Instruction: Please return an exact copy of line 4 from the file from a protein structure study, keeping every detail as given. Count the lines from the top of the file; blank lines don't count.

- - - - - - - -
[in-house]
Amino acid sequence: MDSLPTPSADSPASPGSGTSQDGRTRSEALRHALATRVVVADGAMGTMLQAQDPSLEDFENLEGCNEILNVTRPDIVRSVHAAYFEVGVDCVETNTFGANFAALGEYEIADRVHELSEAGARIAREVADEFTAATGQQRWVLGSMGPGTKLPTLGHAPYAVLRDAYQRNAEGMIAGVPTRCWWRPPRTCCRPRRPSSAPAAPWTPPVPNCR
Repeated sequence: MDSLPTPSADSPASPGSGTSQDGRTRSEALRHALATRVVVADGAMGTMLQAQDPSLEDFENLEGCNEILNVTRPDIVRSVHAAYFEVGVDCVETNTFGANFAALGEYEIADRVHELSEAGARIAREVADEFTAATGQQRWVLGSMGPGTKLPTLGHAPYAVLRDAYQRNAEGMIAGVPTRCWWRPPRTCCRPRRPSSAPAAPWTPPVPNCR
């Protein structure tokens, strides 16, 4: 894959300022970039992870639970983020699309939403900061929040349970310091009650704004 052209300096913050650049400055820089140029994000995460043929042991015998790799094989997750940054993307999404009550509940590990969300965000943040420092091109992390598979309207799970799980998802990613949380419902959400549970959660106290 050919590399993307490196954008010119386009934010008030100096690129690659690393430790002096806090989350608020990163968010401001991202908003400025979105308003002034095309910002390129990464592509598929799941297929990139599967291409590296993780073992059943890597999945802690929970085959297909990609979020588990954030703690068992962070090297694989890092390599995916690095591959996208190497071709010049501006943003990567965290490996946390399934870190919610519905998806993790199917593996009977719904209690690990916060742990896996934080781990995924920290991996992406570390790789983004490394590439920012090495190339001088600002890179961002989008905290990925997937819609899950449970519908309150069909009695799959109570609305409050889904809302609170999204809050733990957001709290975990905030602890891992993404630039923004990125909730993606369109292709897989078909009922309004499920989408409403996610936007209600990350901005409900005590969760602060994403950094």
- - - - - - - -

């Protein structure tokens, strides 16, 4: 894959300022970039992870639970983020699309939403900061929040349970310091009650704004 052209300096913050650049400055820089140029994000995460043929042991015998790799094989997750940054993307999404009550509940590990969300965000943040420092091109992390598979309207799970799980998802990613949380419902959400549970959660106290 050919590399993307490196954008010119386009934010008030100096690129690659690393430790002096806090989350608020990163968010401001991202908003400025979105308003002034095309910002390129990464592509598929799941297929990139599967291409590296993780073992059943890597999945802690929970085959297909990609979020588990954030703690068992962070090297694989890092390599995916690095591959996208190497071709010049501006943003990567965290490996946390399934870190919610519905998806993790199917593996009977719904209690690990916060742990896996934080781990995924920290991996992406570390790789983004490394590439920012090495190339001088600002890179961002989008905290990925997937819609899950449970519908309150069909009695799959109570609305409050889904809302609170999204809050733990957001709290975990905030602890891992993404630039923004990125909730993606369109292709897989078909009922309004499920989408409403996610936007209600990350901005409900005590969760602060994403950094």